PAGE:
近兩年來,跑遍桃園縣每一寸土地的賴志彰,由田間小路到市鎮大街,一一尋訪每一座土地公廟。他發現今天土地開發處處,相對的土地公也受到不小的波及。許多偏遠山區的土地 公,因為人口外流,被集中合祀;大型工業區或是重大工程的興建,也使眾多土地公一下子失去窩 ~的老房子,形成土地公擠通鋪的現象。而經濟力較強的地方,卻是一再翻新廟容、 個個比大。

然而在桃園縣開發較少的觀音鄉白玉和廣興兩村,卻有一些小到不能再小的土地公,讓賴志彰深深地感受到土地神的存在。他表示,初到這兩個村子時,覺得很奇怪,照理莊頭莊尾土 地公,怎麼這個地方卻看不到土地公?難道他們不拜土地公嗎?問了地方耆老,「有啊!我帶你去看!」在老人家們的帶路下,他發現,老人家崇敬的土地公「居然就是四塊卵石堆在 地上而已」。

還有一個阿婆告訴他在她家旁邊就有土地公,這回更奇怪了,「怎麼什麼都沒有?」仔細一看,在竹林的圈護中,只見地上插著香、供著酒。「土地公應該長什麼樣子?最自然的土地 公就是這個樣子吧!」賴志彰向前合十一拜。

然而,在美濃,隨著經濟力的提昇,許多原本無身無形的伯公,也日漸由石碑變成人形,上了神桌、住起大廟。只是這樣的好意卻不知土地伯公能否消受。而當土地公離土地越來越遠 的時候,人們是否還記得土地公「老土」的性格,記得人們與土地溫柔相待的過去?

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Local Heroes- Taiwan's Earth Gods

Tsai Wen-ting /photos courtesy of Pu Hua-chih /tr. by Christopher MacDonald


Earth Lord temples can often be found amid lush green expanses of paddy-field, watching over the crops and blessing them with healthy growth.P

The tutelary god known as "Earth Lord" has become a bit of a celebrity of late, showing up in various TV series with his beaming smile and long white whiskers, his trademark magic ingot and ruyi scepter in hand, helping out hapless victims of mistreatment.

At a simple Hakka village in the south of Taiwan, there's no sign of an Earth Lord temple, nor any representation of the god in his familiar guise as a top imperial official. Instead the villagers point to a grave-like mound and say: "That's our Old Uncle Earth." And in the main room of their Hakka homes, a place is reserved underneath the family altar for the local "Earth Dragon God."

Nowadays, Earth Lord tends to be found in big temples, dressed in finery and styled as a high official, but the Hakka earth gods, hidden away under tables or sitting outdoors on the ground, are not to be scoffed at for their apparent poverty. In fact, the Old Uncle Earth deity of the Hakkas has origins that extend back to the cult of the god of the land in the Shang and Zhou dynasties, and stands as testament to Chinese people's traditional closeness to and reverence for the land.

There's a saying in the Min'nan (southern Fujianese) dialect of Chinese that warns: "If you offend Earth God, your chickens will surely expire!" Since no-one who hopes to get rich through business can afford to neglect Earth God, many people honor the deity with offerings of meat and fruit on the second and sixteenth days of every lunar month, while in any procession of popular deities, Earth Lord is the one handing out ingot-shaped candies as he goes. Much loved by the business community, he is effectively its God of Wealth. When the Dajia Le lottery craze was at its height a few years ago, hopeful punters often crowded in front of tiny Earth Lord shrines at night, waiting for the god to favor them with a winning number. Guess who?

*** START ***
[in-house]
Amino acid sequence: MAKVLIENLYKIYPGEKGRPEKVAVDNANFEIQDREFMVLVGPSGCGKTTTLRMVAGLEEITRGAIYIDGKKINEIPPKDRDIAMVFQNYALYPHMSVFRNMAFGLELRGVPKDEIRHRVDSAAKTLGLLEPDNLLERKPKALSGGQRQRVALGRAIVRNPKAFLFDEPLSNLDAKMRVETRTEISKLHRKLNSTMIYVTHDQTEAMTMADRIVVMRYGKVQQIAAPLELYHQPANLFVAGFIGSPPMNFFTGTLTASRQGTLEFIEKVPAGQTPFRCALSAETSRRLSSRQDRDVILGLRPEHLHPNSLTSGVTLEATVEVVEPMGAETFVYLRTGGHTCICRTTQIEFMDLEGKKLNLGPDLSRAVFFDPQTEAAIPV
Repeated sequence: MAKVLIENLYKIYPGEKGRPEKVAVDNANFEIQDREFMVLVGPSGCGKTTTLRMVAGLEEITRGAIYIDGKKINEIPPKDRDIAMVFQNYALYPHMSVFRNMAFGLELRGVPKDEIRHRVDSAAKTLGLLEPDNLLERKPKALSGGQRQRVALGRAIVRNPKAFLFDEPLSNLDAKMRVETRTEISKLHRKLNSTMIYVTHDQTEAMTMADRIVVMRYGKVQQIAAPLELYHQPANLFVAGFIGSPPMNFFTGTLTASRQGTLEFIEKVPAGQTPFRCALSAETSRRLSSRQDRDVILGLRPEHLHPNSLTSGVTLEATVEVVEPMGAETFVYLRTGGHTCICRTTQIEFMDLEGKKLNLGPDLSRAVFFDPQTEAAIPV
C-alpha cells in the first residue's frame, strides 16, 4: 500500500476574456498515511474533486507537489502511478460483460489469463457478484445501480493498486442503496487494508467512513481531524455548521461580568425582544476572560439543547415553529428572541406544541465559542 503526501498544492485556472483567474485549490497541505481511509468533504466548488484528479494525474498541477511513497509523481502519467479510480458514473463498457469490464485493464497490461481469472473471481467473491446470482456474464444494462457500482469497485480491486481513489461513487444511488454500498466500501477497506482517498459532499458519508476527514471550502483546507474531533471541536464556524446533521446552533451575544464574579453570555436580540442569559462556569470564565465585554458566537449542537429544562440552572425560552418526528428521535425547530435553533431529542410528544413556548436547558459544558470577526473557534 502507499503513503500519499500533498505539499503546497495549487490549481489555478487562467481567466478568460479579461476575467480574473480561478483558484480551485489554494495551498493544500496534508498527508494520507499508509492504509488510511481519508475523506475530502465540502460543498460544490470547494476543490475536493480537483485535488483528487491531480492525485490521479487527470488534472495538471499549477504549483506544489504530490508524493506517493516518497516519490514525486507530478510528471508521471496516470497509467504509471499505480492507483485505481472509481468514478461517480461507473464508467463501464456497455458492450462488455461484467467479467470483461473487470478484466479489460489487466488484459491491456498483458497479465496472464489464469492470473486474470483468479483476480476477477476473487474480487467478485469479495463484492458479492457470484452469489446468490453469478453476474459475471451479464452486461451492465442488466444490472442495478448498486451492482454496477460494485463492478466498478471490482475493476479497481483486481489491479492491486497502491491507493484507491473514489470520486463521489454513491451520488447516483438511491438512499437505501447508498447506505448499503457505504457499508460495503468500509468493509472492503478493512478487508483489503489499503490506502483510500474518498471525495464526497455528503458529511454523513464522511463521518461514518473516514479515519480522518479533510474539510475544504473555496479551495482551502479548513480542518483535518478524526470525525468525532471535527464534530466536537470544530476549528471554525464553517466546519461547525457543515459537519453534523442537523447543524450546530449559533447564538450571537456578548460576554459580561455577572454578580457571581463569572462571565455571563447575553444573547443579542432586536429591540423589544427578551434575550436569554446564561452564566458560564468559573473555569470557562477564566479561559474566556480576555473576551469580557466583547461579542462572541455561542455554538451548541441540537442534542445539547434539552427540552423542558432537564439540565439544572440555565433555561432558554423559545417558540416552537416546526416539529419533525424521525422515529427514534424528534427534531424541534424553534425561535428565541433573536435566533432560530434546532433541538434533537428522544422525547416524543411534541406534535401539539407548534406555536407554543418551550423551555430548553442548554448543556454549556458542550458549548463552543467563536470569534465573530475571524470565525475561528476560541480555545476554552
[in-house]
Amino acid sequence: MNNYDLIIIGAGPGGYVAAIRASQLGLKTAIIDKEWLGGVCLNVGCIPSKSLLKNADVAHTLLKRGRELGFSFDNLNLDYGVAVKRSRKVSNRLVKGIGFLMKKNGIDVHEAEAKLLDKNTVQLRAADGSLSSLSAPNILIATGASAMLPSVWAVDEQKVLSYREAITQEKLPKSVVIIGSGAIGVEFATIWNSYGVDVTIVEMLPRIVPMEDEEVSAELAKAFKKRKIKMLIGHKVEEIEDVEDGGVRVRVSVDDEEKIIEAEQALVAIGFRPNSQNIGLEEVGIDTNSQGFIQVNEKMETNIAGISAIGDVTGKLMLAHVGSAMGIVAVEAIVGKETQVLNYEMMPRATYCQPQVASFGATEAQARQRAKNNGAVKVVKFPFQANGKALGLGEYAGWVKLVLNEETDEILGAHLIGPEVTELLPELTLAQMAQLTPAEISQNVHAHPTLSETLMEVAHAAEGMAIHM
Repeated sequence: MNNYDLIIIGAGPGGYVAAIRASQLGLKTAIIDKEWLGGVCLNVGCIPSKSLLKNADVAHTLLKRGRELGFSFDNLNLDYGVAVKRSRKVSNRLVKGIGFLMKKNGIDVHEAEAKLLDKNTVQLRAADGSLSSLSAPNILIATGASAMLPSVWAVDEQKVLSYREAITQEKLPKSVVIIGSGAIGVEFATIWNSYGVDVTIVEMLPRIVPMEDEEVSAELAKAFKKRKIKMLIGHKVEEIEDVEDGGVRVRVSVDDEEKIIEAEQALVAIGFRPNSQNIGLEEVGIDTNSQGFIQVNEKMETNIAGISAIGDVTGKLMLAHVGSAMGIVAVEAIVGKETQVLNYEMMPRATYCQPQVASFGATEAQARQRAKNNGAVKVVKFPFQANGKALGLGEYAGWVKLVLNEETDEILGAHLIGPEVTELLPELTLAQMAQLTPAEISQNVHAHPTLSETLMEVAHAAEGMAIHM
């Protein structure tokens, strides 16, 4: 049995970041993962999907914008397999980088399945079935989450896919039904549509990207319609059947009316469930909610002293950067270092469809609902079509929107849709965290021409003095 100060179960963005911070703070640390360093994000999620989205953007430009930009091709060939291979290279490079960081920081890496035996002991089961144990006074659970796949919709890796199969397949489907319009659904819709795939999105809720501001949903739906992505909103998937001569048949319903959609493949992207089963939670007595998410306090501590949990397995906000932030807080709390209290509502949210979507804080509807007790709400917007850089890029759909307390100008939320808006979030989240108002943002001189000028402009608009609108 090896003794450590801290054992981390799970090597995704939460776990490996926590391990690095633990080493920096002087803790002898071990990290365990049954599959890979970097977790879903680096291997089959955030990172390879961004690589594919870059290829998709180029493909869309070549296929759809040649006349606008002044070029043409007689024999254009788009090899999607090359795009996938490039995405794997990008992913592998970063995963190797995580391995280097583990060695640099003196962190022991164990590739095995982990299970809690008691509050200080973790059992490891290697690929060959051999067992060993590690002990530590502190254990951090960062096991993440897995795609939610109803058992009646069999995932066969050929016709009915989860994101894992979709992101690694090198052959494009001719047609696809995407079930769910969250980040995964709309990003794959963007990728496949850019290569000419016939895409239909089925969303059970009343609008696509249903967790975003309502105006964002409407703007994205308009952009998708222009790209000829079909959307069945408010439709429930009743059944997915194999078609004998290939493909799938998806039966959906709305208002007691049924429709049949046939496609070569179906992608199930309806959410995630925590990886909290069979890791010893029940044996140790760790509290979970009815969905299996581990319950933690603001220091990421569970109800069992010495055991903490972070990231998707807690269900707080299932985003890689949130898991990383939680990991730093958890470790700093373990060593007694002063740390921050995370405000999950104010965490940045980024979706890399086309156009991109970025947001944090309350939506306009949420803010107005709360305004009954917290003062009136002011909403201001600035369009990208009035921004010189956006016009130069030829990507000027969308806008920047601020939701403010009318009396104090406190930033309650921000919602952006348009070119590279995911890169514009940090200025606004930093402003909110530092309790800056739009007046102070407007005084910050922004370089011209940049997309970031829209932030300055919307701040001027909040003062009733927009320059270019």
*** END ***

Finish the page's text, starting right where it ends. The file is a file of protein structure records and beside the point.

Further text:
From his origins as a nature spirit governing farming matters, to personification as the divine guardian of local communities, Earth Lord has evolved to fill differing needs in every district.

Legend has it that Goulong, son of the Water God and grandfather of Kuafu (whose body became the mountains and rivers of the world), was honored as the first tutelary god due to the help he provided early agriculturists in settling virgin territory. He was first conceived of as an expert old farmer, and later as a faithful old servant. Because of his character as the "patron saint" of the locality, Earth Lord's form varied according to requirements. The eminent Tang dynasty writer Han Yu was posthumously venerated as Earth Lord of the Hanlin Imperial Academy, and the famous Song dynasty general Yue Fei similarly became Earth Lord to the Lin'an Imperial College. The Qing dynasty emperor most associated with Taiwan, Jiaqing, is said to have encountered bandits several times during his travels on the island, but each time was saved at the last minute by the surprise intervention of an old man with a staff in his hands.

Since then, Earth Lords in Taiwan have been permitted to wear yellow imperial

robes and a mandarin's headdress. Little wonder that whenever Sun Wukong, the Monkey King in Journey to the West, arrives in a new place, he stamps his foot on the ground to summon the local Earth Lord for news about the district.

Although there are myriad mythical versions of Earth Lord, he tends nowadays to be represented in very much the same way everywhere. According to Wang Chien-wang, who designs the Earth Lords seen in TV costume dramas and who wrote his Master's thesis on Taiwan's tutelary god beliefs and iconography, the representation of the god as an imperial official is connected to the widely used religious text The Scripture of the True Deity Fude.

The scripture records that Earth Lord was originally a Zhou dynasty tax official named Zhang Fude, who was born on the second day of the second month in the second year of the reign of the Wuwang emperor. Zhang treated his people with paternal affection, and performed many good deeds. He lived to the age of 102, and it was reported that his face retained its ruddy complexion for three days after he died. The official who succeeded Zhang was wicked and tyrannical, however, and the people longed for a return to the days of Zhang Fude. One destitute family built a little shrine to him out of four rounded stones-three for the walls and one for the roof. That year the family had an unexpectedly good harvest and went on to become rich, with the result that everyone else in the district took up the worship of Zhang Fude. The story may not have any historical basis, but it does show how Earth Lord has consistently been viewed as siding with the people and having sympathy for the poor.